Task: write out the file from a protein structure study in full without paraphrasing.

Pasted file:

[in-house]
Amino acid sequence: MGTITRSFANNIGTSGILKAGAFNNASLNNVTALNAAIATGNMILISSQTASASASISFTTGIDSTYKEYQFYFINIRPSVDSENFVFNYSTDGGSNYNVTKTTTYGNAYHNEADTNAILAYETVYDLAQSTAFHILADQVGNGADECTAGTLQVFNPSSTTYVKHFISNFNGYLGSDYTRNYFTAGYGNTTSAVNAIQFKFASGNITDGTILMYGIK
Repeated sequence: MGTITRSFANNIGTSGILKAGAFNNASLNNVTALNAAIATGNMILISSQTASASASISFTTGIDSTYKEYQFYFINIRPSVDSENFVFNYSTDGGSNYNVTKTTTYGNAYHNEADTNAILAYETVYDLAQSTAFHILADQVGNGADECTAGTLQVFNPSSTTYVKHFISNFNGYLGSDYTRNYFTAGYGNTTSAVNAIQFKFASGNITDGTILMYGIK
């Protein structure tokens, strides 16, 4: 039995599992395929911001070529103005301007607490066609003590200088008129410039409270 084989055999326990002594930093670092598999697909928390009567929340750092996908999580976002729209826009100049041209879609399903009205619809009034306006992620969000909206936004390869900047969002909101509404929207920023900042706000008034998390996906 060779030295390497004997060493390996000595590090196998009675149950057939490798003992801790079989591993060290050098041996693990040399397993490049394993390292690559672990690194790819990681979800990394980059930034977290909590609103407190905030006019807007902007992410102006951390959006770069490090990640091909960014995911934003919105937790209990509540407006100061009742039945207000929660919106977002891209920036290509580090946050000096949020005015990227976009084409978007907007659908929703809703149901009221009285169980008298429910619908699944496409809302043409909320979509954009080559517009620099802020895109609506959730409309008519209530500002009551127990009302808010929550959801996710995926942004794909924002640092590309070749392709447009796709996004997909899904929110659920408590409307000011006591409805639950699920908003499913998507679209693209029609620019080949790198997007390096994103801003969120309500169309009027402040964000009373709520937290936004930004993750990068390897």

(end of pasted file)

[in-house]
Amino acid sequence: MGTITRSFANNIGTSGILKAGAFNNASLNNVTALNAAIATGNMILISSQTASASASISFTTGIDSTYKEYQFYFINIRPSVDSENFVFNYSTDGGSNYNVTKTTTYGNAYHNEADTNAILAYETVYDLAQSTAFHILADQVGNGADECTAGTLQVFNPSSTTYVKHFISNFNGYLGSDYTRNYFTAGYGNTTSAVNAIQFKFASGNITDGTILMYGIK
Repeated sequence: MGTITRSFANNIGTSGILKAGAFNNASLNNVTALNAAIATGNMILISSQTASASASISFTTGIDSTYKEYQFYFINIRPSVDSENFVFNYSTDGGSNYNVTKTTTYGNAYHNEADTNAILAYETVYDLAQSTAFHILADQVGNGADECTAGTLQVFNPSSTTYVKHFISNFNGYLGSDYTRNYFTAGYGNTTSAVNAIQFKFASGNITDGTILMYGIK
């Protein structure tokens, strides 16, 4: 039995599992395929911001070529103005301007607490066609003590200088008129410039409270 084989055999326990002594930093670092598999697909928390009567929340750092996908999580976002729209826009100049041209879609399903009205619809009034306006992620969000909206936004390869900047969002909101509404929207920023900042706000008034998390996906 060779030295390497004997060493390996000595590090196998009675149950057939490798003992801790079989591993060290050098041996693990040399397993490049394993390292690559672990690194790819990681979800990394980059930034977290909590609103407190905030006019807007902007992410102006951390959006770069490090990640091909960014995911934003919105937790209990509540407006100061009742039945207000929660919106977002891209920036290509580090946050000096949020005015990227976009084409978007907007659908929703809703149901009221009285169980008298429910619908699944496409809302043409909320979509954009080559517009620099802020895109609506959730409309008519209530500002009551127990009302808010929550959801996710995926942004794909924002640092590309070749392709447009796709996004997909899904929110659920408590409307000011006591409805639950699920908003499913998507679209693209029609620019080949790198997007390096994103801003969120309500169309009027402040964000009373709520937290936004930004993750990068390897």